(iv) Bihar Government has established a Woman’s Co-operative Society for its tribal women to give encouragement to them to pursue their handicrafts.

(v) Agriculture made Stable:

The tribals are persuaded to give up their system of “shifting cultivation” and to settle permanently in a place of their selection by making agriculture their profession.

Thousands of tribals in Assam, Bihar, M.P., Odisha and Tripura, have been made to settle down permanently for agriculture. Thodas of Niligiri Hills and Soligas of Biligiri Rangana Hills in Mysore provide two other examples in this regard.

(vi) Promotion of Labour Interests of Tribals engaged in Mining Industry and Tea Planta­tions. Attempts have been made to protect the labour interests of the tribals in Bihar, West Bengal, Madhya Pradesh and Orissa who are engaged in mining industry and of the tribals such as Santals, Gonds, Khondas and others who are working in tea plantations of Assam.

3. Educational Facilities

Measures to provide educational facilities to the S.T. have been taken by the Government. Schools are established in some tribal areas. In the first Five-Year Plan itself about 4000 schools were opened in the tribal areas. Education upto 10th standard has been made completely free for them.

The students belonging to S.T. are getting various concessions such as free tuition, stipends, scholarships, free supply of text books, stationery and other equipments. In some places mid-day meals are also supplied. Free boarding and lodging facilities are provided for them. For the S.T. and S.C., 20% of the seats are reserved in technical education and relaxation is made in respect of age limit and qualifying marks.

i. There are Ashrama Schools for proyiding basic education and vocation training for S.T. In these schools education and training is given in areas such as agriculture, forestry, animal hus­bandry, poultry, farming, bee keeping, handicrafts, etc. There are 600 Ashrama Schools of residen­tial character situated in Andhra Pradesh, Gujarat, Himachal Pradesh, Chennai, Karnataka, Orissa, Rajasthan and Tripura. ,

ii. Pre-Examination Training Centres for S.C. and S.T. are established in some places to help them to appear for UPSC Examinations and for I.A.S. and I.P.S. Examinations. The 1971 Census Report indicates that literacy has gone down in some tribal areas, while it has registered a slight progress in some other areas. Even in 1981 the literacy campaign could reach only 16.35% of the tribals. In some cases 100% of the expenses of the students may have to be met by the Government.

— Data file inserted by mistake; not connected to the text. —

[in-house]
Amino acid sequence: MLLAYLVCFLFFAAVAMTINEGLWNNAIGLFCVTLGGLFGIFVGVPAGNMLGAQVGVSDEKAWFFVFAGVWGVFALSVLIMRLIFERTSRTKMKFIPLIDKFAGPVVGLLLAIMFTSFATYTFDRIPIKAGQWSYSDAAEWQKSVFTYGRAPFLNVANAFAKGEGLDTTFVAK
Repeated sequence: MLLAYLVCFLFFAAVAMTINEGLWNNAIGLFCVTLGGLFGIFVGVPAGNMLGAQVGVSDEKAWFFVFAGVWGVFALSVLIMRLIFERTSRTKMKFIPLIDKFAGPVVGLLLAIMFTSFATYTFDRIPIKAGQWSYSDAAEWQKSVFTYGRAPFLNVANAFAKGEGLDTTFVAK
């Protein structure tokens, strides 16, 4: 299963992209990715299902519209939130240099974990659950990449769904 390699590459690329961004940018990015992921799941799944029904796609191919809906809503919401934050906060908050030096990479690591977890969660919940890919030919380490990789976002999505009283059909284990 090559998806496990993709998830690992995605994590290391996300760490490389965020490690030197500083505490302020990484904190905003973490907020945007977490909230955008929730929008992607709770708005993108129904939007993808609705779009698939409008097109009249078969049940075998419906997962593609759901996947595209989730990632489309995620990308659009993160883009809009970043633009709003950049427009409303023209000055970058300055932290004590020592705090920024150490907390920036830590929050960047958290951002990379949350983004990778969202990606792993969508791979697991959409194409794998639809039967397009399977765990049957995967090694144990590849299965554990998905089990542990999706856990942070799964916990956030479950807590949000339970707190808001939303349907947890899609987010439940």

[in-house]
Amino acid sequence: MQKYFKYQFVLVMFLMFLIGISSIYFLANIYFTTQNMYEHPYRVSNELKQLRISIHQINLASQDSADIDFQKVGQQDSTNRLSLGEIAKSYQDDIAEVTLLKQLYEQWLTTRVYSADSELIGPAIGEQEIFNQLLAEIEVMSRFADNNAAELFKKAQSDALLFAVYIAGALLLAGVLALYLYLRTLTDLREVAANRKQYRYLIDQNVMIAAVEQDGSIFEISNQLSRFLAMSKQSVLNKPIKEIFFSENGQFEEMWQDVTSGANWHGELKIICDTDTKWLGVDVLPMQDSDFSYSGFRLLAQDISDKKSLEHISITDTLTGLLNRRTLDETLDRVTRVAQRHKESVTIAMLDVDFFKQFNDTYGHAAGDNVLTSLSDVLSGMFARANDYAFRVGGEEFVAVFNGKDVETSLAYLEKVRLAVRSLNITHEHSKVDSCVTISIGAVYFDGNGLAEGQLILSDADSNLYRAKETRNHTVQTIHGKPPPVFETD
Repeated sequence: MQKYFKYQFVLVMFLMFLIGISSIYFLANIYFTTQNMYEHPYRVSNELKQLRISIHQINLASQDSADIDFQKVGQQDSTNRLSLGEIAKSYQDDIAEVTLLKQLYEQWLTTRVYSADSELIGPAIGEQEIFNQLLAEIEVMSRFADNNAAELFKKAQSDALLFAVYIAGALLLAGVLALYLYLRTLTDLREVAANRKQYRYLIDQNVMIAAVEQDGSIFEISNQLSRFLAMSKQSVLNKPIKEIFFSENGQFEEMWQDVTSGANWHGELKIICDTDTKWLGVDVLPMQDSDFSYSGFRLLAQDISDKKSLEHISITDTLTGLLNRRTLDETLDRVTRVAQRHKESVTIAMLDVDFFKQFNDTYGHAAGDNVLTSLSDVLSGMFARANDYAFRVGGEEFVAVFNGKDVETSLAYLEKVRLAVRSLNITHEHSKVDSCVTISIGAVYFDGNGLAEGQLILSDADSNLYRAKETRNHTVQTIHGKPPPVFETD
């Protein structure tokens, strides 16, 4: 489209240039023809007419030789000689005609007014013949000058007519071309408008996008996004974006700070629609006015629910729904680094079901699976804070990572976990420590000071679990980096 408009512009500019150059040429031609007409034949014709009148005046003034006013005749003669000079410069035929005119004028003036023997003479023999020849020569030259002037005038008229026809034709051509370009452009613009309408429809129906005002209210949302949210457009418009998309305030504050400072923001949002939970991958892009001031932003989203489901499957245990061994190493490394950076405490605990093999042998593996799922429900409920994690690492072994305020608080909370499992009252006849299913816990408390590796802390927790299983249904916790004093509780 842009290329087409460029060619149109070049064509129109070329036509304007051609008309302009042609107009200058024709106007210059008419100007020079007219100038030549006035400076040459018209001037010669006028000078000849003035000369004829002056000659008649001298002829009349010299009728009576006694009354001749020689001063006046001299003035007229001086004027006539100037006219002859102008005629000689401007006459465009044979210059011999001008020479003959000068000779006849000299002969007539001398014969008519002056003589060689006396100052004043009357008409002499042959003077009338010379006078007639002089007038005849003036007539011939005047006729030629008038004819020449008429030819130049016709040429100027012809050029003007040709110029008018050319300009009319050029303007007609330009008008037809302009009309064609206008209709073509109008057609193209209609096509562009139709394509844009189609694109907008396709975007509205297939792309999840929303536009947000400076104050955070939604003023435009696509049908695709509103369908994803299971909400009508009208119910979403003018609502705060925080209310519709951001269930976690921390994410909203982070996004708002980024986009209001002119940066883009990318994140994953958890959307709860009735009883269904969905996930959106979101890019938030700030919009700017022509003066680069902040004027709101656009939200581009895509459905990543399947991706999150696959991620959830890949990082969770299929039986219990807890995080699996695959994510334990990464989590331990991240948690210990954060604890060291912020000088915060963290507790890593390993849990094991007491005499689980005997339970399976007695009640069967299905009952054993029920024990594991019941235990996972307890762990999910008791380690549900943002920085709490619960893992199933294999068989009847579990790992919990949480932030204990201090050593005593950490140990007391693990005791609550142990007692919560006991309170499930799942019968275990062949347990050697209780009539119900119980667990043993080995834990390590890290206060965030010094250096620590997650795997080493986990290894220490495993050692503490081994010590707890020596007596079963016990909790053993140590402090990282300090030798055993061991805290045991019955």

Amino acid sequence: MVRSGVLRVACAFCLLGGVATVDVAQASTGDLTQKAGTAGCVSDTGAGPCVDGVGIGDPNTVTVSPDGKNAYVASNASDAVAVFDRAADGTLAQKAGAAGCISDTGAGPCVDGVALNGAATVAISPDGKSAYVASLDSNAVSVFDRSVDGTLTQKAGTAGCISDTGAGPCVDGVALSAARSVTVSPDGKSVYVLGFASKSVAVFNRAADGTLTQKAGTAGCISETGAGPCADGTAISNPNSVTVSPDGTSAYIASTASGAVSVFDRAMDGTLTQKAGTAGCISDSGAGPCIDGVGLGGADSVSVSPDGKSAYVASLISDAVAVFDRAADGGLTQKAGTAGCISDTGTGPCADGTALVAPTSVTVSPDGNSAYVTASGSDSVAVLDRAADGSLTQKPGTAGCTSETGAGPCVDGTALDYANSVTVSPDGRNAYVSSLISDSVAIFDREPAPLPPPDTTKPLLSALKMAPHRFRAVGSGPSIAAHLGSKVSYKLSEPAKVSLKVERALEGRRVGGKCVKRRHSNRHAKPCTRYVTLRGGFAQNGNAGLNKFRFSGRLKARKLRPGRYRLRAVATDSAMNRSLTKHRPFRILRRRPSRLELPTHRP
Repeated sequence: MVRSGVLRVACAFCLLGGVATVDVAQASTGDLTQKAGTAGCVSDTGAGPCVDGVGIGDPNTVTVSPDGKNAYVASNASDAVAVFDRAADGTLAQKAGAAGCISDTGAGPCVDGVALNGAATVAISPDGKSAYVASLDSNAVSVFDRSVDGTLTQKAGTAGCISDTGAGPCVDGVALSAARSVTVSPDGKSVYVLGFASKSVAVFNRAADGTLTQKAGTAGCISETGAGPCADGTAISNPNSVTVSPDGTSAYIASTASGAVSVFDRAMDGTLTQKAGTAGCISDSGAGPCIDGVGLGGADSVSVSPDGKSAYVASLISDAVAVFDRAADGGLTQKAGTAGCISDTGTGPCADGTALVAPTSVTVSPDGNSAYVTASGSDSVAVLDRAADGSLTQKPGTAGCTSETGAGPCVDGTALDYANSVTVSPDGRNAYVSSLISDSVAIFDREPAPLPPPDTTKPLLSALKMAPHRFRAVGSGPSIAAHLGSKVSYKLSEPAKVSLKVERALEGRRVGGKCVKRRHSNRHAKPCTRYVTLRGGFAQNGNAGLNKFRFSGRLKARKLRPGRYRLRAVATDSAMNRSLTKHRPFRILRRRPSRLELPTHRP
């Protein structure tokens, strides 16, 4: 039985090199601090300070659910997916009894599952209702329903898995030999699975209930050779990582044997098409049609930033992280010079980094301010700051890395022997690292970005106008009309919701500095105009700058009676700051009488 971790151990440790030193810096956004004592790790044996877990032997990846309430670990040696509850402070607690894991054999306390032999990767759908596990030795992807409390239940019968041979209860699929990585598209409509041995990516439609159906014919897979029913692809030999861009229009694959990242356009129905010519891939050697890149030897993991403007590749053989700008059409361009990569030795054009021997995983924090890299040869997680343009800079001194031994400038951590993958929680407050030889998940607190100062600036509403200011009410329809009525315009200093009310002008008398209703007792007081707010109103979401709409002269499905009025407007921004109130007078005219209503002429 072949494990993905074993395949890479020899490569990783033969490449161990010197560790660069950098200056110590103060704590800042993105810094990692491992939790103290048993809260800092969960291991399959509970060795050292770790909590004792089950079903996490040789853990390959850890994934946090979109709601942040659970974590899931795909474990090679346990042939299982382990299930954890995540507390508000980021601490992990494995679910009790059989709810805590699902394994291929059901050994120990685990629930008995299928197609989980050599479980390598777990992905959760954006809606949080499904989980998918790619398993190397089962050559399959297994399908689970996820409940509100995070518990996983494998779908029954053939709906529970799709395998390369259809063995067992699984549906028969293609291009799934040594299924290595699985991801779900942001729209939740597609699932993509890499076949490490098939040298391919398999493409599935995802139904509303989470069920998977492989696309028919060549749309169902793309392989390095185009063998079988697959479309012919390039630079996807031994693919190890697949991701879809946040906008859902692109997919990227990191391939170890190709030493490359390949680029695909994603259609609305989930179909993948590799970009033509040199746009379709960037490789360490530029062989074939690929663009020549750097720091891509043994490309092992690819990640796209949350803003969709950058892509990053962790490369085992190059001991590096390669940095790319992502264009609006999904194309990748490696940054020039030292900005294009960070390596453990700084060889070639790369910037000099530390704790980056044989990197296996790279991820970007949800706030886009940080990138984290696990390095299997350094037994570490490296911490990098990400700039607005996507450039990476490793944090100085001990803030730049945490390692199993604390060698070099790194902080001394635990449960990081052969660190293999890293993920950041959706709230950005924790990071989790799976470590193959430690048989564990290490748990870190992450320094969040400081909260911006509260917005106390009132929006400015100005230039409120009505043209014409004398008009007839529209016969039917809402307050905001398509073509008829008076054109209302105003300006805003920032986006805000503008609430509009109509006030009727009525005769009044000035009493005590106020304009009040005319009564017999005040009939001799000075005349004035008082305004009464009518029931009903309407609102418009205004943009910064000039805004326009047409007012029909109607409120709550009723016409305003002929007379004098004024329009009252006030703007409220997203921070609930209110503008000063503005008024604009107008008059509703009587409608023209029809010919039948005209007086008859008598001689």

4. Medical Facilities:

Various medical facilities have been provided for the tribals in the tribal areas. In some places, hospitals are established and in many places mobile hospital facilities have been provided. Many preventive and curative measures to combat the diseases like malaria, leprosy, forest fever, monkey fever, typhoid, small pox, skin diseases etc. are undertaken. Medical camps are organised in the tribal areas to enable the tribals to realise the importance of modern medical facilities.

5. Research Work into the Problems of the Tribals:

Tribal Research Institutes, which undertake intensive studies of tribal arts, culture and customs and problems, have been set up in Bihar, Madhya Pradesh, Orissa, Gujarat, Kerala, Maharashtra, Tamil Nadu, Andhra Pradesh, U.P., Rajashan and West Bengal. The research work done in this field has thrown light on the tribal life and problems.

6. Role of Voluntary Organisations:

The tribal welfare is not the concern of the government alone. Private organisations and indi­viduals interested in the task of tribal upliftment must also be given due encouragement in this regard. Takkar Bapu and Gandhiji have shown that individuals and voluntary organisations with social commitment can do a lot for the welfare of tribals. Organisations such as — Sri Ramakrishna Mission, Vanavasi Kalyanashrama, the Rashtreeya Swayam Sevaka Sangha and a number of Chris­tian Missionary Organisations are already working in the field. Such organisations can help the tribals to develop better interaction with the neighbouring people.

Conclusion:

Though the Central and the State Governments have taken much interest in the tribal welfare programmes, projects and schemes, much remains to be done. The progress achieved in this field is far from satisfactory. The Sixth Plan document notes with concern that “three decades of develop­ment have not had the desired impact on the socially, economically and educationally handicapped section “.

The Welfare progammes have not been effective due to “inadequacies in the administra­tive machinery, lack of sensitive, trained management, lack of general preparedness for large invest­ments, deficiency in accounting systems, procedural delays and lack of proper monitoring and evalu­ation…”

The plan document admits [in its clause 26-10] that “no positive steps were taken to ensure that S. C. and S. T. obtained their share of the benefits of public distribution.” Even after the comple­tion of the 7th plan things have not radically improved. It is necessary that in the current plan and in the years to come, due attention is to be paid for the overall improvement of the tribals.